While each person diagnosed with WM may have his or her own unique physical manifestations because of the disease, there are certain signs and symptoms that are common to many WM patients and medical tests that are widely used to monitor disease status. Over time, many different types of medical tests and procedures are performed in order to keep track of one's health situation; as a result it becomes incumbent upon the patient and caregiver to maintain careful records of such activity.
Many people diagnosed with cancer feel a sense of urgency about jumping right in and starting treatment immediately. However, because WM is an indolent (slow growing) disease, treatment may not be necessary right away, and there is usually time to do research to make sure that your diagnosis is correct and that your treatment plan makes sense. This research should involve educating yourself about the disease and interacting with your healthcare team, which may also involve getting a second opinion from a WM expert. This is especially important since WM is so rare that many physicians may never have seen or treated a patient with the disease.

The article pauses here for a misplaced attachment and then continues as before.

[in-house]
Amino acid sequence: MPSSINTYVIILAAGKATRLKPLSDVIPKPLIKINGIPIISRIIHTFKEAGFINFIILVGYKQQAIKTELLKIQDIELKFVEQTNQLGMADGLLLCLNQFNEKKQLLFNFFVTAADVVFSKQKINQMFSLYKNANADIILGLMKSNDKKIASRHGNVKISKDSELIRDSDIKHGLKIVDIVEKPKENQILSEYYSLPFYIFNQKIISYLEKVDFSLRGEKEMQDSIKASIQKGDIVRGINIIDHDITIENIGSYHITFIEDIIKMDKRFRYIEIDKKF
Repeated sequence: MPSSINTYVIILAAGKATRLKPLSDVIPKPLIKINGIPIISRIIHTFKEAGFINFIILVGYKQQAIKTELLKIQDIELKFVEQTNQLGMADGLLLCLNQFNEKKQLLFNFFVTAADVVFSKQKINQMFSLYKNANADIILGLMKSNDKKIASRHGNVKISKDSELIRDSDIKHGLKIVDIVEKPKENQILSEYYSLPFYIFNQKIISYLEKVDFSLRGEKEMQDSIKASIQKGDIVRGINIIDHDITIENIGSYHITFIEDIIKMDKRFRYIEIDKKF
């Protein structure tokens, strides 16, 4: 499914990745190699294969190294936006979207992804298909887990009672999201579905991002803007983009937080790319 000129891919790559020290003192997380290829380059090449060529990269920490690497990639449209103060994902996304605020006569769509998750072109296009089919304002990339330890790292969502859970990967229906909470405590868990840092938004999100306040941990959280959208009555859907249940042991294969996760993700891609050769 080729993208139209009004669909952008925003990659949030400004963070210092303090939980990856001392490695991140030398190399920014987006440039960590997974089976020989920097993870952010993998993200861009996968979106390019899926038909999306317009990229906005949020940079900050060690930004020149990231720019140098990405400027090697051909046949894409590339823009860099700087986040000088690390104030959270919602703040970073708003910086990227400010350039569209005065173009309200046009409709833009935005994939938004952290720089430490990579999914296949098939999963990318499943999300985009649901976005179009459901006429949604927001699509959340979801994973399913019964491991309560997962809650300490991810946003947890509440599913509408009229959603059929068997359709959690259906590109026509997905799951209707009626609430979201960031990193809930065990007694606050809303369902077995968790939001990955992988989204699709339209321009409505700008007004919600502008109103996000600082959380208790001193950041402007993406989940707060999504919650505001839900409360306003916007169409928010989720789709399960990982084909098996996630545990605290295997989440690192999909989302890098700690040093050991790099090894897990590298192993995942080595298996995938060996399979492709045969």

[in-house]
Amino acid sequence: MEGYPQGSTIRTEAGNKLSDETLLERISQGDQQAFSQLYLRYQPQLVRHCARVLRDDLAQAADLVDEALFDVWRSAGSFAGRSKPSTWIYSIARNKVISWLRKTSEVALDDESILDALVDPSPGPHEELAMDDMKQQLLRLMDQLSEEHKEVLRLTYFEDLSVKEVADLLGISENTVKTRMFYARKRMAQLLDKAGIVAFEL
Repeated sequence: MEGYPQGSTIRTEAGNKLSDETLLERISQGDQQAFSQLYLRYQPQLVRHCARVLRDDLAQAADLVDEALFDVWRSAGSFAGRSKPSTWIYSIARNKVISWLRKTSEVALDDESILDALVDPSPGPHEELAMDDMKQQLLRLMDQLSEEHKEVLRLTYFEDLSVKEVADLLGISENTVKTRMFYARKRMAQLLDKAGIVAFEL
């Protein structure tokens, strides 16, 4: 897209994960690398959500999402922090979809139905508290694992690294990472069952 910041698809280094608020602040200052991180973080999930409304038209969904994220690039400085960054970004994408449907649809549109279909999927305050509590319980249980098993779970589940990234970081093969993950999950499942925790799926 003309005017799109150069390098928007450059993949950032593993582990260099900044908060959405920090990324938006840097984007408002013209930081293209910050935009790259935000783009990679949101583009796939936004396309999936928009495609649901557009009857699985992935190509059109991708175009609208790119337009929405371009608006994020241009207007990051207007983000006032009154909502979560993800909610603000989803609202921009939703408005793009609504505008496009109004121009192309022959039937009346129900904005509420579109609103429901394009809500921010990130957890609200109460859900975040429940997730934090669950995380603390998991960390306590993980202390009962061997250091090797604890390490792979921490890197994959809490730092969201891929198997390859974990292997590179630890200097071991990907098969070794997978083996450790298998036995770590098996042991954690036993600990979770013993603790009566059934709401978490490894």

A valuable educational resource for physicians who treat WM and their patients consists of consensus recommendations developed from the proceedings of the biennial global conferences known as the International Workshops on Waldenstrom's Macroglobulinemia (IWWM). These Workshops provide medical professionals the opportunity to share their research findings and collaborate on several guidelines important in the clinical management of WM. The most recent IWWM set of recommendations for the diagnosis and initial evaluation of WM patients was published in the British Journal of Haematology in 2016.